Fickle Friends

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 By Alexis Rodriguez > Junior > English > Cornell University
Oscar Wilde once wrote “I choose my friends for their good looks, my acquaintances for their good characters, and my enemies for their good intellects.” Friendship is something that happens accidentally. When you were younger you became inseparable with  that kid with the weird haircut over the toy neither of you wanted to share. Now, you meet someone in class or at a party, spark a conversation, commonalities are discovered, and the rest is history.

 No one likes to be alone. That’s why we have Twitter accounts, Facebooks, (dare I say MySpaces?), e-mail, parties, lunch dates, etc. Desire for companionship is human nature. But at what point does the need for a buddy at your side begin to severely affect your priorities?

Personally, I currently have 1255 friends and counting on Facebook. That’s 1255 people to stalk, 48290384903 pictures to click through, and way more personal statuses than I’d wish to waste my time reading. Yet I do anyways. For some strange psychological (possibly Freudian?) reason, we find the need to maintain bonds with “friends” we come across in our lifetimes. The question remains, is it really beneficial to spend so much time and energy into watering the gardens of ALL our relationships?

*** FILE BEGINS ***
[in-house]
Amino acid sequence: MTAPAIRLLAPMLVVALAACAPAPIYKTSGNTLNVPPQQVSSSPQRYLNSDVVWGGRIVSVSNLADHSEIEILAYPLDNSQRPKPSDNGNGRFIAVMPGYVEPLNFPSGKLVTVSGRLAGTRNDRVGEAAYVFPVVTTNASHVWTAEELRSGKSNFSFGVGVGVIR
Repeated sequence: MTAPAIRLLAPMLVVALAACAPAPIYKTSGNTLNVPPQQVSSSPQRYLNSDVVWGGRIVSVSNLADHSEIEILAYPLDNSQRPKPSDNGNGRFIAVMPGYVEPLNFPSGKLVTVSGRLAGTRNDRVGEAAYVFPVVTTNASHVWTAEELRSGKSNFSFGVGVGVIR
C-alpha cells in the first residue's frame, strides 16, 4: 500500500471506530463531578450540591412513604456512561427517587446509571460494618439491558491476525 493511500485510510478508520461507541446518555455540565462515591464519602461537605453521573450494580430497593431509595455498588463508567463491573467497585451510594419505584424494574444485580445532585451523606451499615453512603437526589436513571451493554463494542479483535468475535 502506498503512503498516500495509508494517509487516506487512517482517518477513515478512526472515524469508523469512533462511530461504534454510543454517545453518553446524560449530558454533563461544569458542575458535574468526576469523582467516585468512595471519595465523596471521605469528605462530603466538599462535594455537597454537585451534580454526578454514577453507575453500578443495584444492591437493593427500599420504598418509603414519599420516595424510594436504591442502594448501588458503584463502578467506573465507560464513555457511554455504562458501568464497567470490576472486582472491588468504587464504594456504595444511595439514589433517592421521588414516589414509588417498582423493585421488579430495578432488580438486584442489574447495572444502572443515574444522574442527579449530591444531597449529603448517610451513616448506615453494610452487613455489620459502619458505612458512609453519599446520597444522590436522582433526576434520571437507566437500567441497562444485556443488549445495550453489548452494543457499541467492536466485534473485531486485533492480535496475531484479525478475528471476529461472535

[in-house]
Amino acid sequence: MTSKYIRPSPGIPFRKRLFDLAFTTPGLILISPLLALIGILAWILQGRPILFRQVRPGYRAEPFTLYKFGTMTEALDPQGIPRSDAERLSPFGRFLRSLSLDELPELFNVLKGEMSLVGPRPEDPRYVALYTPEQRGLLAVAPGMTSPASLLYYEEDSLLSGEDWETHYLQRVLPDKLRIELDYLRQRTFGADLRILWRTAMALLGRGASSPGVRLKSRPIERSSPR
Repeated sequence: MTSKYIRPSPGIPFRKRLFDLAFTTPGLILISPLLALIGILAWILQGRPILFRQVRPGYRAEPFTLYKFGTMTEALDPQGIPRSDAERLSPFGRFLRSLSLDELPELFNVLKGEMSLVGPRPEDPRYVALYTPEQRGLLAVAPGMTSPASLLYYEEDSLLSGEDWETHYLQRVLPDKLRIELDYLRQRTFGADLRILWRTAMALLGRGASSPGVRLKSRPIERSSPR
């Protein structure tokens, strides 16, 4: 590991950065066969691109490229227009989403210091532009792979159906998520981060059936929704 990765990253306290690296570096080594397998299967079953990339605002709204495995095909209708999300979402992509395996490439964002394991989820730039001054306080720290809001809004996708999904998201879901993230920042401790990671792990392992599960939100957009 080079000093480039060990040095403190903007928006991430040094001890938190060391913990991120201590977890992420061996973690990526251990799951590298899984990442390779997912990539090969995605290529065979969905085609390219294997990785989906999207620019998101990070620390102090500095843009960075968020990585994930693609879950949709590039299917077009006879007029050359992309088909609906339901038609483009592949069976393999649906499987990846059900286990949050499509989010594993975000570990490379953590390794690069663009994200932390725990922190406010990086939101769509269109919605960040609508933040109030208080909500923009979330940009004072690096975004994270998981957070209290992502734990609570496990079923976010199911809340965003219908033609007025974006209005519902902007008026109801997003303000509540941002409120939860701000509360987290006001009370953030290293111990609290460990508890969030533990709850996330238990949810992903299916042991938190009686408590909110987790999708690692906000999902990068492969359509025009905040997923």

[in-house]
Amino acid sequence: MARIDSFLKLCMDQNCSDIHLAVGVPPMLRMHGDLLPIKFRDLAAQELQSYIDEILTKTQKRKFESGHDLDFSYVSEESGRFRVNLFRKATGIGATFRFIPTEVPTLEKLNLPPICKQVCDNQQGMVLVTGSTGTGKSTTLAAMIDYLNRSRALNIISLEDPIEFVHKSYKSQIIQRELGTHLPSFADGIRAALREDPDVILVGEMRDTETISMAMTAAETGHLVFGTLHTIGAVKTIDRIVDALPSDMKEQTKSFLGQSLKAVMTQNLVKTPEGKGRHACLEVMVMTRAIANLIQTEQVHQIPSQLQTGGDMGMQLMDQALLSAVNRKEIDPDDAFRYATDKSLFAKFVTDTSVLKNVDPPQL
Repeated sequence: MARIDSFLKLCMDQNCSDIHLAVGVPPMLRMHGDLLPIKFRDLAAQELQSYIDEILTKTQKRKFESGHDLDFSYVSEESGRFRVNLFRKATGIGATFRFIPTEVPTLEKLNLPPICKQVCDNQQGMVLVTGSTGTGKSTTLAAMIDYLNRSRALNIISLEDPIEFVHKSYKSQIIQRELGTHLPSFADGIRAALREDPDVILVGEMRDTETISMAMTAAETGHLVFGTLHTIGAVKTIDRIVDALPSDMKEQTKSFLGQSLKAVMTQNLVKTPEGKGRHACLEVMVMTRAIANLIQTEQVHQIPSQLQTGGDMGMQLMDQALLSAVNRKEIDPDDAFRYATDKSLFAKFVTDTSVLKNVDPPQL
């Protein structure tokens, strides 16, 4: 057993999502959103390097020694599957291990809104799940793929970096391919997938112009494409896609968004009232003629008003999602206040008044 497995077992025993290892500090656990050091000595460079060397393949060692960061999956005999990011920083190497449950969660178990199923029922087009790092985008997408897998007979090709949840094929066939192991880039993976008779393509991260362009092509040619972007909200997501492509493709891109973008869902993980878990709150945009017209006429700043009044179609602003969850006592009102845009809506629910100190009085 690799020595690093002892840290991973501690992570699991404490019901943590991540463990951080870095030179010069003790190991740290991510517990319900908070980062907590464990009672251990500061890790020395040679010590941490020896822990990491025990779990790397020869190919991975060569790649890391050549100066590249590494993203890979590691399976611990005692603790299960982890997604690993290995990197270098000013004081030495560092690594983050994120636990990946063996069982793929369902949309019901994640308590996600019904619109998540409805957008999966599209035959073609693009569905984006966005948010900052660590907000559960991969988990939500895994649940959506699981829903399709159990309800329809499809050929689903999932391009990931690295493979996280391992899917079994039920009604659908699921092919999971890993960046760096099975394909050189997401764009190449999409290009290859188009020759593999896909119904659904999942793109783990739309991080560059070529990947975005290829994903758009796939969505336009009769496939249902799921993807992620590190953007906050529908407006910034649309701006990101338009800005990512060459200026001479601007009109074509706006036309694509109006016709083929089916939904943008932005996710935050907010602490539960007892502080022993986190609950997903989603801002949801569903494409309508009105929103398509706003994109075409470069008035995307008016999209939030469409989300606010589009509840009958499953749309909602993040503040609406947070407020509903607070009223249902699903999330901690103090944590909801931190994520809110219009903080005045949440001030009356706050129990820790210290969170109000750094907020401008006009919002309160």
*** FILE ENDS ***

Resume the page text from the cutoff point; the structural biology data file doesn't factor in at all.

A part of growing up, in my opinion, is knowing who is necessary in your life, who isn’t, and letting go of the excess. Trust me, people can very easily bring you down and you won’t even realize it’s happening until it’s too late.
One of the biggest lessons I’ve learned is that you cannot make everyone happy. Yes, this might mean severing ties with those people who only ever want to hit you up to party and get pissed when you don’t want to. Or those people who only suck up to you when they missed class and need your notes. We don’t need absolutely every relationship that throws itself at us. Yeah, it might be cool to have those guys who you can argue with over who has the best NCAA bracket or that girl who you always have fun with when you go out but think of it in terms of sexual partners: the higher, your number gets  the higher the risk of it becoming a detriment to you.
People should never be alone but if someone is going to cause unnecessary stress in your life, why are they in it to begin with? Never be afraid to let someone down because you can’t be everyone’s best friend. I mean, can you imagine if I actually spent quality time with all the 1225 friends I have on Facebook? In the end, the less stress your social life brings, the happier you’ll be.

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